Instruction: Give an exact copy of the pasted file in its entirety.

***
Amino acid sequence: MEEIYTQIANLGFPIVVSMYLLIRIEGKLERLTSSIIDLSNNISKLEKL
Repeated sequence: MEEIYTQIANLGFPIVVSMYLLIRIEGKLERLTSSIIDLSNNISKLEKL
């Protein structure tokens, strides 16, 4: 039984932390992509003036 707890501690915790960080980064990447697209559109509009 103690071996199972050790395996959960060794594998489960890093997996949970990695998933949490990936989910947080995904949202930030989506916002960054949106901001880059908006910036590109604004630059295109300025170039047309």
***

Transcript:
Amino acid sequence: MEEIYTQIANLGFPIVVSMYLLIRIEGKLERLTSSIIDLSNNISKLEKL
Repeated sequence: MEEIYTQIANLGFPIVVSMYLLIRIEGKLERLTSSIIDLSNNISKLEKL
């Protein structure tokens, strides 16, 4: 039984932390992509003036 707890501690915790960080980064990447697209559109509009 103690071996199972050790395996959960060794594998489960890093997996949970990695998933949490990936989910947080995904949202930030989506916002960054949106901001880059908006910036590109604004630059295109300025170039047309």